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Friday, October 28, 2011

Italian Bond Yields

Source: Capital Pixel
So Europe pulled it off!  They agreed on haircut for Greek debt, percent of debt to GDP, bolstering Tier 1 capital position for banks, and funding for EFSF.  I echo those who wonder if the U.S. government can learn something here.

Now it's about execution, and a key indicator will be Italian bond yields - in particular the 10-year Italian bond yield.  To the extent that its level (5.91%) comes down and especially its spread ( +3.50%) to the 10-year German Bund narrows, it is an indication that pressures are easing.  In particular, it indicates a lessening in the probability of contagion - the spreading of the crisis throughout the region.  Another way to say this is:  it indicates the EFSF is sufficient.  A spreading of the crisis to Italy, etc. could not be handled by a $1 trillion EFSF.

The German Bund is, of course, a benchmark throughout Europe given the strict monetary policy the German central bank followed after the country's episode with hyperinflation during the 1930s. 

Following European Bond Yields

One of the really good sources for following the yield on the Italian 10-year bond, along with other European yields, is the Financial Times financial data site:

Source:  Financial Times

This chart from The Economist provides a longer term perspective and shows what happened to Greek debt as the crisis unfolded:

Source:  The Economist 10/27/2011
CLICK IMAGE TO ENLARGE As an aside, I highly recommend picking up from time to time both of the publications mentioned here.  You'll come to understand how U.S. centric the views are that are reported and editorialized on by the U.S. press - the rest of the world sees many events from a completely different perspective.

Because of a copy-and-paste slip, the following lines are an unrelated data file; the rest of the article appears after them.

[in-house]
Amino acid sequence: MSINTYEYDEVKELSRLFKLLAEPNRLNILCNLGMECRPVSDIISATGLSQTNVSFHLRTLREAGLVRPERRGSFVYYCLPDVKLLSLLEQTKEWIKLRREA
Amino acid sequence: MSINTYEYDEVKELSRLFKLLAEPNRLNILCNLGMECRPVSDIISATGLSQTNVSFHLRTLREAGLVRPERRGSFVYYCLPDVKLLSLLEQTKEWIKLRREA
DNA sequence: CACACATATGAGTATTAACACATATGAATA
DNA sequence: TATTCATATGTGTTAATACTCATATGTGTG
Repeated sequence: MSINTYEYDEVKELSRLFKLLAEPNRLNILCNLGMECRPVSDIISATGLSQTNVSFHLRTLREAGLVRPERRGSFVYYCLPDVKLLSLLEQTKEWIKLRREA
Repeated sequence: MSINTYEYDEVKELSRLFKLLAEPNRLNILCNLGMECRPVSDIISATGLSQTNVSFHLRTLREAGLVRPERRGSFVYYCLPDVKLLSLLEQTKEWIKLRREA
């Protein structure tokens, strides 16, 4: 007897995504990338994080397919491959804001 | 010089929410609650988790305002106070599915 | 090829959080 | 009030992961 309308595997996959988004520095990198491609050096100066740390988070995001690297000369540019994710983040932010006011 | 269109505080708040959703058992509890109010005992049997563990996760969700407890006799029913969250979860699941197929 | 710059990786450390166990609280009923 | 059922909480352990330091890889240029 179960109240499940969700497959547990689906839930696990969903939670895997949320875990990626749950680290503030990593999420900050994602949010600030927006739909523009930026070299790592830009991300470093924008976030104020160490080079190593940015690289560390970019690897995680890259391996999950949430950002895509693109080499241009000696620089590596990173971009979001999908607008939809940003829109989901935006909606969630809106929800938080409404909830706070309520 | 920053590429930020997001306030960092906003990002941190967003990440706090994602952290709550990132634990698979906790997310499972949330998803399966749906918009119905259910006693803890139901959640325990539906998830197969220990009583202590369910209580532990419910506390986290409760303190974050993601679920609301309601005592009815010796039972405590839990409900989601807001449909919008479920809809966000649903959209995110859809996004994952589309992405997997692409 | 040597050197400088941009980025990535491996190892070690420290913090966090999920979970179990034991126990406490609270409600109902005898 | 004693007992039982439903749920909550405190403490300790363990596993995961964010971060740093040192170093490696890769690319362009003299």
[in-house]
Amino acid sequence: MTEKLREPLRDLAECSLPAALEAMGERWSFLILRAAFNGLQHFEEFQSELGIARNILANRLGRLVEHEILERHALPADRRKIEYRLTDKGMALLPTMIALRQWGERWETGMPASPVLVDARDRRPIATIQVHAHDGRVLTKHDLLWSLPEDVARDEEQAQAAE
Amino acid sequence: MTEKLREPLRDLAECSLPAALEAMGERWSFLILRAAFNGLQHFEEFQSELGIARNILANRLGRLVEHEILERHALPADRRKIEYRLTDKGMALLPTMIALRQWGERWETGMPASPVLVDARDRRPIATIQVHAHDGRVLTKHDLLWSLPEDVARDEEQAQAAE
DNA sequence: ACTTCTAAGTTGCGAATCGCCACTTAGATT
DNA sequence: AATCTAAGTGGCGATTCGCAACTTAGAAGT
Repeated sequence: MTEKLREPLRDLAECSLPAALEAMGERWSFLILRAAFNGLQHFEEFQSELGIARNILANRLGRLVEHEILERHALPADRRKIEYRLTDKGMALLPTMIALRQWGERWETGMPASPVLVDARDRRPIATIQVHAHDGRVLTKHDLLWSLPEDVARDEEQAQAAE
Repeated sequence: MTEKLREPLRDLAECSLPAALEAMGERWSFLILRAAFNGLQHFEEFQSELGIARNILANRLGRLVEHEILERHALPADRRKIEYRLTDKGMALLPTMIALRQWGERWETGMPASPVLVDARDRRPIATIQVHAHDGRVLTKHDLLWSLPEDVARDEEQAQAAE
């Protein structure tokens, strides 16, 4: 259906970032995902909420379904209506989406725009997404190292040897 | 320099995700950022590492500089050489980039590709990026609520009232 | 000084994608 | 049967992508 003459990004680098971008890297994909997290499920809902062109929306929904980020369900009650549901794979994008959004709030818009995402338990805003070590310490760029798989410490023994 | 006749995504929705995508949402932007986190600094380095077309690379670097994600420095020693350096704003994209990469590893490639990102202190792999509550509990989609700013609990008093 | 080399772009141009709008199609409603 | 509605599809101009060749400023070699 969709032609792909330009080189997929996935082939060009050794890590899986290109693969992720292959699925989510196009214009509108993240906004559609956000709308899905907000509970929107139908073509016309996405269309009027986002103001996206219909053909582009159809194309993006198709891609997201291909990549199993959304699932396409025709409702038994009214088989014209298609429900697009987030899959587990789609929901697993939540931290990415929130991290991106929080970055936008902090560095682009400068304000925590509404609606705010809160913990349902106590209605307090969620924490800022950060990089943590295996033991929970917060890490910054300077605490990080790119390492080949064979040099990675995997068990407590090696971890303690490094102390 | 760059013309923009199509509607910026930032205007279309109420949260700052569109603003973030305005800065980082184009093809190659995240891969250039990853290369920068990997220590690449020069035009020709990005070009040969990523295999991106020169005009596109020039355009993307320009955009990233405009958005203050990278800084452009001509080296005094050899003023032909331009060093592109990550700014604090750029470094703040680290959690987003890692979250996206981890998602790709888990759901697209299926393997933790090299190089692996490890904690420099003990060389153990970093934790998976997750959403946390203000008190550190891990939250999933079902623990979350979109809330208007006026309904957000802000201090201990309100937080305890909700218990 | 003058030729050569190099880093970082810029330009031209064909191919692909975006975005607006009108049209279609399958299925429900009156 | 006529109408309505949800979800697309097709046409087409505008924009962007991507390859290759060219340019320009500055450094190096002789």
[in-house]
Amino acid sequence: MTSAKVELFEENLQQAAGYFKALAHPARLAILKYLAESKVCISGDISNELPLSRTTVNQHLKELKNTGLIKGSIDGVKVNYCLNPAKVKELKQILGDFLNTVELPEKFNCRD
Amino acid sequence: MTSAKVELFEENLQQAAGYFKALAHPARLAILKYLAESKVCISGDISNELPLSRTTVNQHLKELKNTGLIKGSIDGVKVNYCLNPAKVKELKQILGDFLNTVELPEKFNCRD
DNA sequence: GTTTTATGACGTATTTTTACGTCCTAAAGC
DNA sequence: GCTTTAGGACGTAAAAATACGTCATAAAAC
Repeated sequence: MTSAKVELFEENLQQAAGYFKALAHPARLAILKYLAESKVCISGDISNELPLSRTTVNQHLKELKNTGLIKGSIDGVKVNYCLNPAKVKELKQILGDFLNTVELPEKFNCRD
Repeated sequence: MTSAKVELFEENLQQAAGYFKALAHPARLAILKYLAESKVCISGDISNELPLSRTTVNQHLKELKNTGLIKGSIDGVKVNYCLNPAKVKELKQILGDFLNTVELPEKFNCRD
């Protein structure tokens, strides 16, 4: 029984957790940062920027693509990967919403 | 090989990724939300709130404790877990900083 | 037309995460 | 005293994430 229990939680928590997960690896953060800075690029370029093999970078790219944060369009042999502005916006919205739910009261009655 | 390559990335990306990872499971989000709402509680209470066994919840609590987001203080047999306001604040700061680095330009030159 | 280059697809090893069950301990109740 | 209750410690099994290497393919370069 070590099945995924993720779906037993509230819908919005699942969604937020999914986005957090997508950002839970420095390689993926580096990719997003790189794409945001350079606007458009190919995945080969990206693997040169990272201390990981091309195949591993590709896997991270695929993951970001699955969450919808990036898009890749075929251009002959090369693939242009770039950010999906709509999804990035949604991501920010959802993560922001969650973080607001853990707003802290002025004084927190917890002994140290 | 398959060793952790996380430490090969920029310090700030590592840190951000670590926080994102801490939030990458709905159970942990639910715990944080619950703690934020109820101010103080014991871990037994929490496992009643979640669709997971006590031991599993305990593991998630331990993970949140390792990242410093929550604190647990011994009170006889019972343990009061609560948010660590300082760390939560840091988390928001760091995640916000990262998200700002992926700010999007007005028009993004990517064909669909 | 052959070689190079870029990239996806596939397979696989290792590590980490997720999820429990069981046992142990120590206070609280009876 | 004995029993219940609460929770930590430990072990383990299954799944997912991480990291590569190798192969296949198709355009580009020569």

1. I think remains to be seen if the EU can really flesh out this plan and make it stick. I'm surprised Italian bond yields are as low as 6%.

  2. nice cartoon guy! thanks for the link :)

  3. I'm surprised they could come to an agreement considering Merkel, Sarkozy and Berlusconi can't stand each other!

    Yesterday's rally was one hell of a rally!

  4. Thanks for the comments! Execution is the key and it will be interesting. Thanks to Lori for designing my DIY Investor guy.
    I agree its been " hell of a rally". I'm glad my clients came through it invested in line with a well defined asset allocation. I'm reading one blog that goes on and on about how buy-and-hold is dead and yet their tactical allocation model has been out of the market throughout the rally. Another example of those who think they are smarter than the collective wisdom of the market - and their clients pay!

  5. I'm surprised that they could come to an agreement too. I wonder how the selling of this plan is going to work: getting banks to write off that much debt and convincing constituents that this will be a lasting solution.